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18 fun facts about credit cards

The first general-purpose credit cards were made of paper and had a credit limit of $300. My, how things have changed.

By MSN Money Partner Jul 8, 2011 8:35AM

This post comes from Len Penzo at partner blog Len Penzo dot Com.

 

If you're like me, you never ever give your credit cards a second thought. However, after recently getting stuck in a supermarket line behind a nice lady who decided to pay for her groceries with a giant bag of loose change, I developed a new appreciation for their convenience.

 

Heck, nowadays I use credit cards to pay for almost everything. Naturally, I also make sure to pay off my balance in full every month to avoid paying interest.

 

Anyway, this renewed love affair with my credit cards inspired me to learn a little more about them. Here are a few credit card facts you probably didn't know:

  • In 1950, Diners Club became the first company to offer a credit card that could be used at multiple locations. Initially the credit card was accepted at just 14 restaurants in New York. Even so, within a year, more than 20,000 people were using it.
  • Diners Club founder Frank X. McNamara came up with the idea one evening after dining at a restaurant -- and realizing he had forgotten his wallet.
  • By 1952, Diners Club was being accepted by 400 restaurants, 30 hotels, 200 car rental agencies and four florists. Even so, McNamara, thinking credit cards were just a fad, sold his share of the company that year for $200,000 -- equivalent to roughly $1.6 million today.
  • Unfortunately for McNamara and his heirs, credit cards weren't a fad. Around the world, there are now 10,000 credit card transactions made every second.
  • Today, Americans have an astounding 609.8 million credit cards in their wallets. If all those cards were stacked up, they would create a tower 288 miles high.
  • In 1958, Bank of America launched the first general-purpose credit card by mailing 60,000 real BankAmericard credit cards to the good folks in Fresno, Calif. That unsolicited credit card "drop" was the brainchild of bank employee Joseph P. Williams.
  • By October 1959, 2 million unsolicited Bank Americards had been "dropped" throughout California. Unfortunately, the loose lending standards imposed by Williams' ingenious marketing strategy resulted in more than one of every five accounts being delinquent. Credit card fraud caused even more problems for the bank. As a result, Bank of America initially lost $8.8 million on the launch of its new credit card -- and Williams lost his job.
  • In case you're wondering, the first BankAmericards were made of paper and had a credit limit of $300. The terms and conditions also held the cardholder liable for all charges -- including those resulting from fraud. Post continues after video.
  • Today, federal law states that your maximum liability for unauthorized credit card use is $50 per card -- and $0 for any charges that accrue after you report a card lost or stolen.
  • Speaking of fraud, MasterCard introduced the first credit card hologram in 1983 to help thwart counterfeit credit card operations.
  • In 1976, BankAmericard changed its name to Visa. It wasn't the only credit card to rebrand itself: Until 1979, MasterCard was known as MasterCharge.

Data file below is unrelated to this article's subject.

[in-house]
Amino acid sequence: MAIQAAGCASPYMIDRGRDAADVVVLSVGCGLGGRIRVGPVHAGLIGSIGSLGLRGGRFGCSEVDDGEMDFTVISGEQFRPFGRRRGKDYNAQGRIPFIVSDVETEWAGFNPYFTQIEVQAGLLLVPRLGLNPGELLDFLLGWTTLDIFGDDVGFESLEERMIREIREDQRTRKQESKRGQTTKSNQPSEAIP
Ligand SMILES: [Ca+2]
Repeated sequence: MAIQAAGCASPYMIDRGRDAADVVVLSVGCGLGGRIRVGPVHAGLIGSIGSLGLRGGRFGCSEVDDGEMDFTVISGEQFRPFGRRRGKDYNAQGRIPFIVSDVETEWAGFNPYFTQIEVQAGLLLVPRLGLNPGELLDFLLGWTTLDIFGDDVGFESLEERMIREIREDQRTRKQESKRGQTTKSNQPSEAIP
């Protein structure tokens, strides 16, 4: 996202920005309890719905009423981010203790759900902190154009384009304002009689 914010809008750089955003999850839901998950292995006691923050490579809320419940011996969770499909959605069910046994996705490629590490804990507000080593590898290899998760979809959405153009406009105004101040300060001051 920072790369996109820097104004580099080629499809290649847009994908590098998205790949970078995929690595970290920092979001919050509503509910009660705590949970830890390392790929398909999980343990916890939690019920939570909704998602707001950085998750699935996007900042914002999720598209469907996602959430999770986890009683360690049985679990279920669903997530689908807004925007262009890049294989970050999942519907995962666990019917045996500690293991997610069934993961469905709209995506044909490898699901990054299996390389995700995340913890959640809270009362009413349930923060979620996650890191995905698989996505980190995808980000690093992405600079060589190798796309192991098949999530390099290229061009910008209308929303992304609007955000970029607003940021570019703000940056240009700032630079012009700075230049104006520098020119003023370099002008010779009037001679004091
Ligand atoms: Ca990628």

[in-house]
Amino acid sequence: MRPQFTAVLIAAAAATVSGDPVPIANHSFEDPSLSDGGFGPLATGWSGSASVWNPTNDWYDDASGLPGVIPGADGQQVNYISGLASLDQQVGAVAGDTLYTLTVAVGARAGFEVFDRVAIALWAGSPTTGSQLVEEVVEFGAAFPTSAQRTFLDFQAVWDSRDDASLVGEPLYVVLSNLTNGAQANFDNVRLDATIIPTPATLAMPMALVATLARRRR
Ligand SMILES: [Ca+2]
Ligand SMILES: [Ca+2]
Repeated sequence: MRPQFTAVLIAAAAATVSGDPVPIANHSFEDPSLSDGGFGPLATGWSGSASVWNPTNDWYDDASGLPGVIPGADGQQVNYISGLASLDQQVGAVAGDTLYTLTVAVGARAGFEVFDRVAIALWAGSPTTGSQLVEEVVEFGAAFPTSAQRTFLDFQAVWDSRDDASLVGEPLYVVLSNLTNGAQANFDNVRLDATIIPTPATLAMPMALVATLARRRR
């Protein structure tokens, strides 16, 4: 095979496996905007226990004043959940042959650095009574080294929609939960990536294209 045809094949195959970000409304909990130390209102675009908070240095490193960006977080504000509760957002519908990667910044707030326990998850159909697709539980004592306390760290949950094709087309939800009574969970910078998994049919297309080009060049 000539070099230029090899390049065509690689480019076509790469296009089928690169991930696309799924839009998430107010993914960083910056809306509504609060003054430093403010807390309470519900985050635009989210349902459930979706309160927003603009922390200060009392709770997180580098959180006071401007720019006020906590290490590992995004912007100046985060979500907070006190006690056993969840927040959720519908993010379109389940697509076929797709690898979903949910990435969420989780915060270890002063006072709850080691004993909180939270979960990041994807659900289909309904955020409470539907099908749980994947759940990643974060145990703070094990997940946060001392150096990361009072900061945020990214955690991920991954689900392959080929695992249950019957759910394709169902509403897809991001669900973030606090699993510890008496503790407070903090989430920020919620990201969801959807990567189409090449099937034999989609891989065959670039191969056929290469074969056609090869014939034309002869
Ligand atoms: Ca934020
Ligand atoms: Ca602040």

• American Express introduced the first credit card made of plastic in 1958. It also introduced the first credit card made of anodized titanium: the highly exclusive Centurion card (informally known as the Black Card).
  • Before you get any bright ideas, keep in mind that on top of the annual $2,500 fee, American Express' Centurion card also has a one-time initiation fee of $5,000.
  • As far back as the mid-19th century, and up until the modern credit card first appeared, high-end merchants issued "charge coins" to their best customers. These coins, usually made of metal, came in a variety of shapes and sizes, and many also had holes that allowed them to be placed on a key chain. The charge coins also had a unique customer identification number stamped onto them.
  • While charge coin identification numbers were usually no bigger than five or six digits, most credit cards today have 16. The first digit in the string is an identifier that denotes the type of industry that issued the card:
    • 1 and 2 are for airlines.
    • 3 is for travel and entertainment.
    • 4 and 5 indicate a banking or financial institution.
    • 6 is for merchandizing and banking.
    • 7 is petroleum.
    • 8 is for telecommunications.
    • 9 is for other assignments.
  • Although the first six digits of your credit card number are known as the issuer identification number, you don't need all six digits to necessarily tell what type of card you have. For example, cards that start with 34 or 37 are American Express. Visa cards start with a 4, and MasterCards start with numbers between 51 and 55. As for Discover cards, they start with 6011.
  • Digits 7 through 15 make up your personal credit card account number. As for the last digit, it's a special number known as a "checksum," that's used to make sure your credit card number is not invalid via a cleverly simple math trick known as the Luhn algorithm.
  • Here's another math trick: Assuming you have a credit card balance of $2,500 with an interest rate of 18%, and only make minimum payments equivalent to the interest for the month plus 1% of the balance, it will take you 17 years to pay it off at a total cost of $5,673.22. Of course, that's only true if you also cut up the card and never use it again. I bet the credit card companies wish you didn't know that.

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